23 weeks pregnant: Your guide to this week of your second trimester

    Updated 01 August 2023 |
    Published 24 February 2019
    Fact Checked
    Medically reviewed by Dr. Angela Jones, Obstetrician and gynecologist, attending physician, Jersey Shore University Medical Center, New Jersey, US
    Written by Kate Hollowood
    Edited by Sarah Biddlecombe
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    From breast leaks to adjusting your sleeping position, here’s the lowdown on being 23 weeks pregnant.

    At 23 weeks, you’re over the halfway mark in your pregnancy, and your baby is hitting exciting new milestones. While they are still only the size of a small squash, they’re already starting to practice breathing, and their movements will start to feel stronger and stronger. 

    And it’s not just your baby that’s changing; there’s a lot going on in your own body, too. Keep reading to find out more about the symptoms you can expect at 23 weeks pregnant, plus lifestyle tips for a healthy baby and mom, and advice from a Flo expert. 

    Your baby at 23 weeks pregnant 

    Practicing breathing actions

    This week, your baby is practicing how to breathe, although they will continue getting all of their oxygen from you via the placenta until they’re born. By 36 weeks, their little lungs will be fully developed and ready to go. 

    Feeling stronger movements

    You may also start to feel the sensations of your baby’s movements become stronger this week. Their kicks may even start to make your tummy move, which can be a strange, wonderful, and funny experience all at once. The movements may also feel strong enough now for other people to feel them on your belly, which can be a lovely way for them to bond with your baby.

    How big is a baby at 23 weeks?

    Length (crown to heel): 30.6 cm or 12.1 in.

    Weight: 568 g or 1.3 lb. 

    Size: Equivalent to a small squash 

    All measurements are approximate and vary within the normal range.

    Your body at 23 weeks pregnant

    Breast leaks

    This week, you may start to notice that your breasts are leaking a milky, yellow substance called colostrum. This might be alarming at first, but try not to worry — it’s a totally normal part of pregnancy. In fact, colostrum is packed with nutrients, antibodies, and antioxidants that will eventually help to strengthen your newborn baby’s immune system. Colostrum is the first kind of breast milk that you’ll produce, and it’ll change into regular breast milk within two to four days after giving birth. You might experience colostrum as leakage or as a dried substance on your nipples, both of which are completely normal. It’s also common not to experience colostrum at 23 weeks pregnant, so don’t worry if you haven’t noticed this symptom just yet. 

    While we’re on the subject, it’s also a good idea to keep checking your breasts before and after having a baby. It’s normal for hormone changes in pregnancy to cause changes to the breast tissue, which can lead to harmless lumps and bumps. 

    But if you are concerned about any new lumps or changes to an existing lump in your breasts, tell your doctor right away. While they will most likely be nothing to worry about, and breast cancer during pregnancy or in women of childbearing age is uncommon, it’s always worth speaking to your health care provider. 

    Constipation

    Constipation is another pesky pregnancy symptom that can begin in the first trimester but crop up in the second trimester too. It can be very uncomfortable, so be extra kind to yourself if you’re experiencing it. Unfortunately, constipation is common in pregnancy, affecting around 16% to 39% of pregnant people. So, if it helps, remember that you’re not alone and many pregnant women get constipated — even if they don’t talk about it.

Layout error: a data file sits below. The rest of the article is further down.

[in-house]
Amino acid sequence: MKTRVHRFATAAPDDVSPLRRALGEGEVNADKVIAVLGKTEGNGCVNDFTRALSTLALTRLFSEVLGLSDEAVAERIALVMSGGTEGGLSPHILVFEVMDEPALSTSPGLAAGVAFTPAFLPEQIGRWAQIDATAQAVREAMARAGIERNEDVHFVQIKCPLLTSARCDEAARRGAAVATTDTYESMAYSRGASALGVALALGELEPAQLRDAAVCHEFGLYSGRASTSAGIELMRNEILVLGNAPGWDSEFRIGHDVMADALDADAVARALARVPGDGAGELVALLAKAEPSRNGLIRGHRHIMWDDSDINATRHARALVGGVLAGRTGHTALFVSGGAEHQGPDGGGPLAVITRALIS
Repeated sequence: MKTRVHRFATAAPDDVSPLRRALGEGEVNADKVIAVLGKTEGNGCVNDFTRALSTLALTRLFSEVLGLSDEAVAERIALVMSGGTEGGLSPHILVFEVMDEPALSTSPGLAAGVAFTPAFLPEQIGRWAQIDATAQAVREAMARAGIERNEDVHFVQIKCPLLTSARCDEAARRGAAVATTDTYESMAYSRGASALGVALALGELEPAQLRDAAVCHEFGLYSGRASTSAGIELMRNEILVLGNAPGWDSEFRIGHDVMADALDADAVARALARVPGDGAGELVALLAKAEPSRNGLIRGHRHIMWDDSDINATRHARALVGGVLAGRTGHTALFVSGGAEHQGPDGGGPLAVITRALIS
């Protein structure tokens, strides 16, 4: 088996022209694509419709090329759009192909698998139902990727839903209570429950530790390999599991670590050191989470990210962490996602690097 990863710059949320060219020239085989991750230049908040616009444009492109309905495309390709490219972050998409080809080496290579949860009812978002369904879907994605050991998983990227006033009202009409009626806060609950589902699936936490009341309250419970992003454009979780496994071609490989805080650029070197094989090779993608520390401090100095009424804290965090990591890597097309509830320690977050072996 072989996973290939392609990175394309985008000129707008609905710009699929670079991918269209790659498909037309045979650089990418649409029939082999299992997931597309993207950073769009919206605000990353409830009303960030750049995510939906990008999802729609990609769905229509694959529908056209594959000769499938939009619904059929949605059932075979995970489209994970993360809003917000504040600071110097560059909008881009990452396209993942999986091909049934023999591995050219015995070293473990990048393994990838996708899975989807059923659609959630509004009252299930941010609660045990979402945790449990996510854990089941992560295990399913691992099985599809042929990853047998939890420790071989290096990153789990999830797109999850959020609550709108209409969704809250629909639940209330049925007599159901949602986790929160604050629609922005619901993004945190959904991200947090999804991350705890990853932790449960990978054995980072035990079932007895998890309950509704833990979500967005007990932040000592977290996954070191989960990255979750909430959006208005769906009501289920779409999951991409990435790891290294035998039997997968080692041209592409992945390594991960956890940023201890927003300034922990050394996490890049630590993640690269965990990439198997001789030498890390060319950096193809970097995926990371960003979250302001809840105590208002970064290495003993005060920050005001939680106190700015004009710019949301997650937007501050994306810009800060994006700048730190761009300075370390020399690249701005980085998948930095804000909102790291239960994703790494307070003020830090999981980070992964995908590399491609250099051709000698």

Medications like stool softeners and laxatives are generally safe to use in pregnancy and available over the counter, but always check with your doctor before taking any kind of medication while pregnant. Some simple lifestyle adjustments can also help, like eating more fiber, drinking plenty of water, and exercising regularly. 

    Your questions answered

    Are you six months pregnant at 23 weeks?

    At 23 weeks pregnant, you are indeed in your sixth month of pregnancy. It’s an amazing month for your baby, who will hit major milestones like practicing breathing movements, gaining fully formed lungs, and being able to touch their tiny little ears

    If you’re wondering how to refer to 23 weeks pregnant in months, know that talking about your pregnancy in terms of weeks can be more accurate. Important milestones in pregnancy are determined by weeks. For example, whether a pregnancy is term (from 37 weeks) or preterm (less than 37 weeks) is separated by just one week. 

    “We prefer not to group weeks of pregnancy into months for a few reasons,” explains Dr. Cynthia DeTata, clinical assistant professor of obstetrics and gynecology at Lucile Packard Children’s Hospital, California, US. “First, months vary in length. Second, knowing the exact week timing is very important in a number of circumstances, including for prenatal testing, stopping preterm labor if it occurs, the timing of routine tests during pregnancy, and knowing when it’s a good time to deliver.” 

    If you’re looking for an easy way to keep up with the weeks as they pass, you can also try tracking your pregnancy using an app like Flo

    Is the baby fully developed at 23 weeks?

    Not quite yet! At 23 weeks pregnant, your baby is settling into sleeping and waking patterns (just like you!), and their limbs are now in proportion. However, they won’t be full term until 39 weeks. From around 24 weeks of pregnancy, it is possible for babies to be born prematurely and survive — however, they would need specialist care in a neonatal unit in a hospital. Try not to worry, though, as extreme preterm births (defined as babies born before 28 weeks of pregnancy) are very rare, affecting just two to five pregnancies in every 1,000. 

    Just so you know, deliveries are often classified in the following way: 

    That’s a lot of numbers to take in, but hopefully you can use this as a reference if you need it. 

    When does the third trimester start?